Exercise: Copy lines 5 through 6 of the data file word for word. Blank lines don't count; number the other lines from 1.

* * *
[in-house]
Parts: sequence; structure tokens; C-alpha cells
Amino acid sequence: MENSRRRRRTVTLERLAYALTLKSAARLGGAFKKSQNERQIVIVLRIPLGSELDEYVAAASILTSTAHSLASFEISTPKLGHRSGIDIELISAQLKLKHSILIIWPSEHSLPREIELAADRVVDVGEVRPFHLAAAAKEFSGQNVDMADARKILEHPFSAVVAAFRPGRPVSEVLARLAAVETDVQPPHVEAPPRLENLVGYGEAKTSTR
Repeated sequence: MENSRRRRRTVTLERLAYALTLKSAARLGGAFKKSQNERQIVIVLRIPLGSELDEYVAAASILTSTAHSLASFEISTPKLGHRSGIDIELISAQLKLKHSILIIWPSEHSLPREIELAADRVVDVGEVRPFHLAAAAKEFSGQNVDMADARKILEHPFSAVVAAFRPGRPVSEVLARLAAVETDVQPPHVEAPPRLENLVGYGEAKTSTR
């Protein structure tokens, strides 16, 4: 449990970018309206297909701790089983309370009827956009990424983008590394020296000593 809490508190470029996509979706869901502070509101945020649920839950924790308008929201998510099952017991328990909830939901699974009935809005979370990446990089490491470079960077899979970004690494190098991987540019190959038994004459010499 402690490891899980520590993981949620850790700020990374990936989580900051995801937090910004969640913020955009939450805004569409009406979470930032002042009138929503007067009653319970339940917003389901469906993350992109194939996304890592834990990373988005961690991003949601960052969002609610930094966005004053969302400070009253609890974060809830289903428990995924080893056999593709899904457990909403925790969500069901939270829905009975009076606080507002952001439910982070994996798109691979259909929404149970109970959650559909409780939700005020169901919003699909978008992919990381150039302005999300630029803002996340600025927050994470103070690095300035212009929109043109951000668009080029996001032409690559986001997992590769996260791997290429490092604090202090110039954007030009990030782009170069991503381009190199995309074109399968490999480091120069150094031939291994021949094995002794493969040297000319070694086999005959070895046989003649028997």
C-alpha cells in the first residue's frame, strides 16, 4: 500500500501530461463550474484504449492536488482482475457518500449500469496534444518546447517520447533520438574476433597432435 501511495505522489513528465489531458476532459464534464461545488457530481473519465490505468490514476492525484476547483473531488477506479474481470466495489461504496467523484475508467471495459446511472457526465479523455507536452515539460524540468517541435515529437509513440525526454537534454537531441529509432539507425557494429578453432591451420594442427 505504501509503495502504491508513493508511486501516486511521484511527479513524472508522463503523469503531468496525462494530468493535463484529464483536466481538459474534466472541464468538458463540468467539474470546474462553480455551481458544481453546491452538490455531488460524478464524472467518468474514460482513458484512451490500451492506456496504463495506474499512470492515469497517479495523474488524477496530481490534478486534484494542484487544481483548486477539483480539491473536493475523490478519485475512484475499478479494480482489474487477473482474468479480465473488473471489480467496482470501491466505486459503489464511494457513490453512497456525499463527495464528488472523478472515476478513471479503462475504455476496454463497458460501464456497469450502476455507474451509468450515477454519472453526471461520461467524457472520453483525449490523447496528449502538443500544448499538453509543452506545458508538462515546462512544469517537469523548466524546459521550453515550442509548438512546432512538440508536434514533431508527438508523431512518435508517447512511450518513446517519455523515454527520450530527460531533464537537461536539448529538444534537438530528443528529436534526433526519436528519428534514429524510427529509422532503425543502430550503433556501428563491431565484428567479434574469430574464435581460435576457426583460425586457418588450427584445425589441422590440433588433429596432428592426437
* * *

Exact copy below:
């Protein structure tokens, strides 16, 4: 449990970018309206297909701790089983309370009827956009990424983008590394020296000593 809490508190470029996509979706869901502070509101945020649920839950924790308008929201998510099952017991328990909830939901699974009935809005979370990446990089490491470079960077899979970004690494190098991987540019190959038994004459010499 402690490891899980520590993981949620850790700020990374990936989580900051995801937090910004969640913020955009939450805004569409009406979470930032002042009138929503007067009653319970339940917003389901469906993350992109194939996304890592834990990373988005961690991003949601960052969002609610930094966005004053969302400070009253609890974060809830289903428990995924080893056999593709899904457990909403925790969500069901939270829905009975009076606080507002952001439910982070994996798109691979259909929404149970109970959650559909409780939700005020169901919003699909978008992919990381150039302005999300630029803002996340600025927050994470103070690095300035212009929109043109951000668009080029996001032409690559986001997992590769996260791997290429490092604090202090110039954007030009990030782009170069991503381009190199995309074109399968490999480091120069150094031939291994021949094995002794493969040297000319070694086999005959070895046989003649028997």
C-alpha cells in the first residue's frame, strides 16, 4: 500500500501530461463550474484504449492536488482482475457518500449500469496534444518546447517520447533520438574476433597432435 501511495505522489513528465489531458476532459464534464461545488457530481473519465490505468490514476492525484476547483473531488477506479474481470466495489461504496467523484475508467471495459446511472457526465479523455507536452515539460524540468517541435515529437509513440525526454537534454537531441529509432539507425557494429578453432591451420594442427 505504501509503495502504491508513493508511486501516486511521484511527479513524472508522463503523469503531468496525462494530468493535463484529464483536466481538459474534466472541464468538458463540468467539474470546474462553480455551481458544481453546491452538490455531488460524478464524472467518468474514460482513458484512451490500451492506456496504463495506474499512470492515469497517479495523474488524477496530481490534478486534484494542484487544481483548486477539483480539491473536493475523490478519485475512484475499478479494480482489474487477473482474468479480465473488473471489480467496482470501491466505486459503489464511494457513490453512497456525499463527495464528488472523478472515476478513471479503462475504455476496454463497458460501464456497469450502476455507474451509468450515477454519472453526471461520461467524457472520453483525449490523447496528449502538443500544448499538453509543452506545458508538462515546462512544469517537469523548466524546459521550453515550442509548438512546432512538440508536434514533431508527438508523431512518435508517447512511450518513446517519455523515454527520450530527460531533464537537461536539448529538444534537438530528443528529436534526433526519436528519428534514429524510427529509422532503425543502430550503433556501428563491431565484428567479434574469430574464435581460435576457426583460425586457418588450427584445425589441422590440433588433429596432428592426437